My current Top 5

My current Top 5

6/15/2011

Number 14: Midnight Cowboy (Best Picture Ranking)

Midnight Cowboy holds the distinction of being the only X-rated movie to win the Oscar for Best Picture – even if that rating has been changed since then. Midnight Cowboy is probably also among the most unusual movies that ever won in this category and it can easily be described as a movie where nothing should work – but miraculously, somehow it does.

It tells the story of Joe Buck, a naïve man from Texas who wants to go to New York to become a hustler for rich society ladies. However, things don’t work out as planned and he soon finds himself living at the end of society together with the crippled ‘Ratso’, a con man whom he has met soon after his arrival in New York.

Midnight Cowboy is a movie that can easily annoy a lot of viewers with its style and story – this would probably qualify it as love/hate-movie but, as you can see from the position in my ranking, I am on the love-side as the whole presentation of the story constantly amazes me. From the editing which non-stop goes back and forth between reality and dream and past and present to the very often over-the-top direction which works so fantastically well in the context of the film to the beautiful use the song ‘Everybody’s Talkin’, Midnight Cowboy is a true masterpiece from start to finish. It’s a story of poverty and hopelessness, of friendship, maybe even love, and of hope for a better life. As a movie, Midnight Cowboy puts the viewer in a constant state of changing emotions – it can be funny, it can be incredibly sad, it can be shocking (some aspects may seem dated today but for me, Midnight Cowboy is still extremely powerful in so many moments), it can be entertaining.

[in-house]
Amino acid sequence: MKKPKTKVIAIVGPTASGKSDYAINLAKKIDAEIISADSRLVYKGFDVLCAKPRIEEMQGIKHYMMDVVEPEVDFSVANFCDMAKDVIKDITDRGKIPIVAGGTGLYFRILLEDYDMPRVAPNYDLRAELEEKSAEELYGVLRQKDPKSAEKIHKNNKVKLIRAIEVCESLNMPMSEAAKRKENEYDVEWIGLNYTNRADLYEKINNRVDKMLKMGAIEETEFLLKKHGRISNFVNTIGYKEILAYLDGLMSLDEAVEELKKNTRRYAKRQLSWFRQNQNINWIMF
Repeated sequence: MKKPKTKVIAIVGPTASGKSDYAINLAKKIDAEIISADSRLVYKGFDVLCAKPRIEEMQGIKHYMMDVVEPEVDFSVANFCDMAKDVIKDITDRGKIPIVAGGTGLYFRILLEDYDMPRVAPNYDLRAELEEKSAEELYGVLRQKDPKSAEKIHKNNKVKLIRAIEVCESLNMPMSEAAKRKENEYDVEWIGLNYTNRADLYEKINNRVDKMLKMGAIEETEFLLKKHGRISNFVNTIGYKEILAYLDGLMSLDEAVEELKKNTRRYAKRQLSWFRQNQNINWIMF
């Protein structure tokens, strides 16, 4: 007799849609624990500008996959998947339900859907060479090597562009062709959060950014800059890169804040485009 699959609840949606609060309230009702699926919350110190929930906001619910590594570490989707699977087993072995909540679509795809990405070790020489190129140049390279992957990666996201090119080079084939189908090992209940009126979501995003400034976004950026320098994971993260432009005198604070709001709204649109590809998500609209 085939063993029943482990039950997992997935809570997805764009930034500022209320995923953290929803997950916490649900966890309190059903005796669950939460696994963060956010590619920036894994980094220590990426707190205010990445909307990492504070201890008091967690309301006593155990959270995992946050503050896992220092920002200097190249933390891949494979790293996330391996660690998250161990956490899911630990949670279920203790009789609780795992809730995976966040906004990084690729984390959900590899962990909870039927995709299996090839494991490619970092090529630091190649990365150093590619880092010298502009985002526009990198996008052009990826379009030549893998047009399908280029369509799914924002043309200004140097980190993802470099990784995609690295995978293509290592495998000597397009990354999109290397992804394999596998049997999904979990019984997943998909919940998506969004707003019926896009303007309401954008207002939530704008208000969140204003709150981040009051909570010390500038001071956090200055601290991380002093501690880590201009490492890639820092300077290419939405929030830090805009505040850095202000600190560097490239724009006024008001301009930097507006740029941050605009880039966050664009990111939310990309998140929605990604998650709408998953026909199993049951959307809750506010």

And all these outstanding technical values surround what is easily one of the best male duos in cinema history. Jon Voight is absolutely first-class as the naïve wanna-be hustler who is tormented by his memories of the past and unable to lead the life he dreamed for himself. Dustin Hoffman matches him at every step and his portrayal of ‘Ratso’ may be the highpoint of his career. Brenda Vaccaro plays her small role as one of Joe’s clients with a welcome quietness while Sylvia Miles scored an Oscar-nomination for her extremely brief part as Joe’s first sexual encounter in New York – a role she plays with an unforgettable mix of comedy, satire and over-the-top hysterics.

From the first opening moments to the absolutely heartbreaking finale, Midnight Cowboy is an absolutely original and absorbing tale.

4 comments:

Louis Morgan said...

A very powerful and effective film. Much better than another certain film about a particular form of American life.

hey deanie said...

I really wanted to like this more than I did...it's just so over-directed. I need to revisit it. I loved some elements.

dinasztie said...

Brilliant movie, Hoffman was robbed of the Oscar.

I'm quite disappointed that The English Patient will be so high. :(

Fritz said...

Well, I knew right from the start that The English Patient would be the most controversial movie in this ranking...